With the recent news of the energy price cap increasing yet again, it’s not so surprising that people want to be much more informed when it comes to knowing exactly how much they are going to be paying.
The current energy price cap stands at £1,923 per year (affective from the 1st October until the 31st December 2023).
However, it’s important to be aware that this is not a cap on the total figure you pay, but the unit cost per kWh, i.e. the £1,923 cap only applies to household’s with typical usage.
This means you will pay 27.0p/kWh for electricity and 7p/kWh for gas, inclusive of VAT, from 1st October 2023 until 31st December 2023.
Electricity Price Per kWh in 2023 UK
The actual cost of electricity per kWh is 27p per kWh.
This means that the Energy Price Cap (EPC) is currently £1,923 per year for a typical household.
How Much Does 1 kWh of Electricity Cost UK?
At present, the cost of 1 kWh of electricity is 27p per kWh.
What About the Cost of Gas per kWh?
Just like electricity, the price of gas has also seen a rapid increase in price.
In fact, at the last energy price cap, the cost of gas per kWh increased to 7p/kWh for gas.
Unit Cost of Electricity per kWh, by UK Region
A lot of people assume that the price of electricity per kWh is the same throughout the UK, but in fact it varies slightly depending on where you live.
The table below shows you how much electricity costs per kWh based on location (please note that these costs do not include VAT at 5%, if you would like to add VAT, multiply the number by 1.05).
|Area||Avg var unit price in 2021 (p/kWh incl VAT)||Avg var unit price in 2022 (p/kWh incl VAT)||April to June 2023 (excl VAT)||July to Sept 2023 (excl VAT)||Oct to Dec 2023 (excl VAT)|
Why Are Electricity Prices Increasing?
There are many reasons for the skyrocketing price of energy in the UK, and you may have noticed it’s a global issue, impacting every country that relies on gas and oil imports.
Due to Russian Gas and Oil being cut from the normal supply, this has led to an international shortage and due to many countries now looking for alternative providers, this has led to a surge in demand and in turn prices.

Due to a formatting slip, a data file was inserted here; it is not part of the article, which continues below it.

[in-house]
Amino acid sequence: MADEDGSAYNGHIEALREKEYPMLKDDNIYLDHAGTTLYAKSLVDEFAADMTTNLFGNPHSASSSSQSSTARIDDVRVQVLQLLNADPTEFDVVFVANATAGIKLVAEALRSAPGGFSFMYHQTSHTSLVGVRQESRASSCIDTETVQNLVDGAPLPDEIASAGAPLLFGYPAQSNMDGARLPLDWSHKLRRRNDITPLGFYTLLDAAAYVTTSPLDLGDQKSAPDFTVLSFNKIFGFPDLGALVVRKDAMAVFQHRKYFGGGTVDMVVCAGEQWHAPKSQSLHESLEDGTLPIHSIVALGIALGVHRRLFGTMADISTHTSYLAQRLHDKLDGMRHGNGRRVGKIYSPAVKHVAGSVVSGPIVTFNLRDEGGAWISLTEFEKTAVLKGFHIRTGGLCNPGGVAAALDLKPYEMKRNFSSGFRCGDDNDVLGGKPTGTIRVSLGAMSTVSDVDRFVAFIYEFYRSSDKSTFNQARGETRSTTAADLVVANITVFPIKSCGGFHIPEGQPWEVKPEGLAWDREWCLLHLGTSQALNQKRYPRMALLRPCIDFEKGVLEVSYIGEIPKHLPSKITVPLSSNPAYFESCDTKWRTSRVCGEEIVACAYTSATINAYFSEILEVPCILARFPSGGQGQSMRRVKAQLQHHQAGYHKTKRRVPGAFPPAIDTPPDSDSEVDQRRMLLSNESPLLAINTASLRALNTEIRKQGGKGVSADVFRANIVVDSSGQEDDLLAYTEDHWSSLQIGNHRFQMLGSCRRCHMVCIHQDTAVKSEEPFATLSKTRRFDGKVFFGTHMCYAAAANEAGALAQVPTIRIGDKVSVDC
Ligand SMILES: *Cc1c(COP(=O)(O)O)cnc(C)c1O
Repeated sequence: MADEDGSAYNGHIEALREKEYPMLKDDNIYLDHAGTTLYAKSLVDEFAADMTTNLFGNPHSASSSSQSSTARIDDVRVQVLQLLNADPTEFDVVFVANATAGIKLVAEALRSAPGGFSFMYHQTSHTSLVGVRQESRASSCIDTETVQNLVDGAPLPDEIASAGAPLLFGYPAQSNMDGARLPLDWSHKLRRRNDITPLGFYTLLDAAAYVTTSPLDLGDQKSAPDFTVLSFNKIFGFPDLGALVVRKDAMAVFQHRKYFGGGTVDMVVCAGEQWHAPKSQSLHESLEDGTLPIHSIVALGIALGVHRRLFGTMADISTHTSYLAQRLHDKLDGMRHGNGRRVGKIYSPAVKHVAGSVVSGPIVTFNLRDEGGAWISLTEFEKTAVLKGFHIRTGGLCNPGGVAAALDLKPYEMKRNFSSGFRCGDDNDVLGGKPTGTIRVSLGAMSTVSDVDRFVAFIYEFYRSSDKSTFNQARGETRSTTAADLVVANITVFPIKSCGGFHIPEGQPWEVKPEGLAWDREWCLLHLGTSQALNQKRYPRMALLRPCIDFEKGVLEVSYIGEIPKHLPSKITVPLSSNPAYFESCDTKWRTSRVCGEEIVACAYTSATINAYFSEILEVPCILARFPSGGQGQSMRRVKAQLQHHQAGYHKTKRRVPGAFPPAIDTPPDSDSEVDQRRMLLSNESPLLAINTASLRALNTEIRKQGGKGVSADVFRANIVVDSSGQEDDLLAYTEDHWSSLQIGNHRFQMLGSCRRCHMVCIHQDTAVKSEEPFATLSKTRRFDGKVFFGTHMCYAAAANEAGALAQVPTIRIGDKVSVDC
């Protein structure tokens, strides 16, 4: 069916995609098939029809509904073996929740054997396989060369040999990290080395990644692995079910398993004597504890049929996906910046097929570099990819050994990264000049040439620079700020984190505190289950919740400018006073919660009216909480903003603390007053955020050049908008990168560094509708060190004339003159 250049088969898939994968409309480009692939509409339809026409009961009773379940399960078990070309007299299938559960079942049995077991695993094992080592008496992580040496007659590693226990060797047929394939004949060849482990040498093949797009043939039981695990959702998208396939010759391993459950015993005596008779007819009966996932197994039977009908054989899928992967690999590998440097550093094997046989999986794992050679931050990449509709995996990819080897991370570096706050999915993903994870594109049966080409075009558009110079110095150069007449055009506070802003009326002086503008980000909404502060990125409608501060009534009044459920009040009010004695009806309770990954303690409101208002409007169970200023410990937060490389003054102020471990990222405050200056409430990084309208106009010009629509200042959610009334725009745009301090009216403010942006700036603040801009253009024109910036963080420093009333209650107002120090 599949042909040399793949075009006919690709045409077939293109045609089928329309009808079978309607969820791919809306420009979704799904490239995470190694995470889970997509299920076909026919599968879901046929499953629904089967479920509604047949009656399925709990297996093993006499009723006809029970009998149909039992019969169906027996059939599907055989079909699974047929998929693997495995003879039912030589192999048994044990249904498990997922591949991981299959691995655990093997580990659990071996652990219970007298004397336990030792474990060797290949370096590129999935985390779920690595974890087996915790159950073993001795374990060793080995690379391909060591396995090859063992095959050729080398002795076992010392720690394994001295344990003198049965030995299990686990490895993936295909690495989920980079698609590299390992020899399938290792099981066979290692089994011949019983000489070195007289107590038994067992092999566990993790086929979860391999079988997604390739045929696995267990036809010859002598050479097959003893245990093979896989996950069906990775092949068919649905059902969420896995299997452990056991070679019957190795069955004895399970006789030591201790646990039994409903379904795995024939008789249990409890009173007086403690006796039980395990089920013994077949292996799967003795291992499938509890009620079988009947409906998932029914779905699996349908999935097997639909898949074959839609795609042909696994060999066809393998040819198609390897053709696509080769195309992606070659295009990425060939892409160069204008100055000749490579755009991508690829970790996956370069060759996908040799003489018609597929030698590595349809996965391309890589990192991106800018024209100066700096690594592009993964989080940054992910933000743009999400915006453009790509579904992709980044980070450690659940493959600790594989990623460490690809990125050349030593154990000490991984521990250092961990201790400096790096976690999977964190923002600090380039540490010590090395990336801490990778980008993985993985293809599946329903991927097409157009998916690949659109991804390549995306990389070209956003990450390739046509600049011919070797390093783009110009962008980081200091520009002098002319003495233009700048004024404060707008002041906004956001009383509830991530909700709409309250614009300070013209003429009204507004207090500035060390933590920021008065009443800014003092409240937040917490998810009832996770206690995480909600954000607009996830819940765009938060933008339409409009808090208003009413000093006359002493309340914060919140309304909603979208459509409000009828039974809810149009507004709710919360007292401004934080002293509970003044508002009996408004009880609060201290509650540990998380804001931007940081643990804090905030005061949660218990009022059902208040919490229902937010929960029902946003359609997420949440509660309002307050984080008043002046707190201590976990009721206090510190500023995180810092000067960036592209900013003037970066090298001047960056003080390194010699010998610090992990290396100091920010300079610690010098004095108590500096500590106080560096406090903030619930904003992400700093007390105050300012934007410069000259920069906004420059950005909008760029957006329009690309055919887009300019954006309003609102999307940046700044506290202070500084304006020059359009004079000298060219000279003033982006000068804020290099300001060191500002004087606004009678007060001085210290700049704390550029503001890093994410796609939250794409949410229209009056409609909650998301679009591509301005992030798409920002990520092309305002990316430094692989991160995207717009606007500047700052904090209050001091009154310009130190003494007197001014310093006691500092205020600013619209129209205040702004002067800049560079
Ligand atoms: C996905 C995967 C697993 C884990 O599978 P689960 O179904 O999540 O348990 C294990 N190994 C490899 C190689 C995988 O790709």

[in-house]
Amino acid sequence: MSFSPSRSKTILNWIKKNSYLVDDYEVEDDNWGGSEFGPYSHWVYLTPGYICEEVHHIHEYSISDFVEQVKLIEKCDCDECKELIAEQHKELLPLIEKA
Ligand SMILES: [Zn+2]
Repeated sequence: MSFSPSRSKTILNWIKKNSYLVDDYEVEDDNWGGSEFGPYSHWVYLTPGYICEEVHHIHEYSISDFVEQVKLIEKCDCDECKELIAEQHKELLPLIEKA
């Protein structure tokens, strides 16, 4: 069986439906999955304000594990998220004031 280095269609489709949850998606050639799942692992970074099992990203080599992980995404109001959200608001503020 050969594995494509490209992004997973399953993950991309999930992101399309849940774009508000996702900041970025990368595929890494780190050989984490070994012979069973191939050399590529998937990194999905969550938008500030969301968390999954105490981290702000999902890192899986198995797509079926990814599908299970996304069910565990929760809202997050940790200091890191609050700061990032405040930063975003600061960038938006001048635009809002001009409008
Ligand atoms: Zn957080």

Check out our complete guide to UK gas imports if you are interested in learning more about where the UK get its gas from.
Unfortunately, the UK is not in a position to rely entirely on renewables like wind power, and so the only option is to ride the wave.
In response to the current energy crisis, the UK government recently published their Energy Security Strategy, which outlines how they intend to improve the countries’ energy mix and decrease reliance on imports over the coming decades.
The proposal includes plans to launch a new licensing round of exploratory gas and oil projects in the North Sea for Autumn 2022.
This will also be in conjunction with a new task force, the Gas and Oil New Project Regulatory Accelerators, providing support to new developments.
The aim of this is to increase the UK’s domestic supply of gas and oil and hopefully help ease the current energy crisis.
Should You Fix Your Energy Bills?
Unfortunately, there is no easy way to answer this question, since the energy market is extremely erratic and could continue to change.
For example, if you decided to move to a fixed tariff now, it could potentially protect you from the next energy price cap increase (set to come into force in January 2023).
However, for others it may end up making more financial sense to stay to the normal standard tariff and remain protected by the energy price cap.
According to a recent estimate from analysts at Cornwall Insight, average prices could increase to £4,649 come January, when another price cap is set. But this is just an estimate, there is no way to be 100% certain this will be the actual increase.
For the complete breakdown of how we determined whether it’s wise to fix your energy prices or not, see our complete guide to fixing your energy prices.
Electricity Costs and Payment Type
Many people wonder how much their energy bill may change based on the method they use to pay it.
It’s no secret that those on prepayment meters have traditionally paid the most, but how does it compare to direct debit and credit?
Well, it appears that right now those who opt to pay by credit e.g. credit card now pay the most.
In fact, average variable charges cost 9% more and fixed charges cost 22% more when paying by credit than paying by direct debit.
|Payment type||Credit||Direct debit||Prepayment|
|Area||Avg unit price (p/kWh)||Avg fixed cost (£/year)||Avg unit price (p/kWh)||Avg fixed cost (£/year)||Avg unit price (p/kWh)||Avg fixed cost (£/year)|
|Merseyside & North Wales||21.7||£97.0||19.7||£80.8||20.9||£73.2|
How Much Will Electricity Cost Per kWh in January 2023?
According to a recent estimate from analysts at Cornwall Insight, average prices could increase to £4,649 come January, when another price cap is set.
But this is just an estimate, there is no way to be 100% certain this will be the actual increase.
Come January, it’s estimated that the price cap increase will mean the average bill on a standard rate will jump to £384 per month.
It’s predicted that the energy price cap will further increase by 14% in April 2023, meaning you will likely end up paying around £438 a month, making the bill a whopping £4395 for the period of September 2022 to August 2023.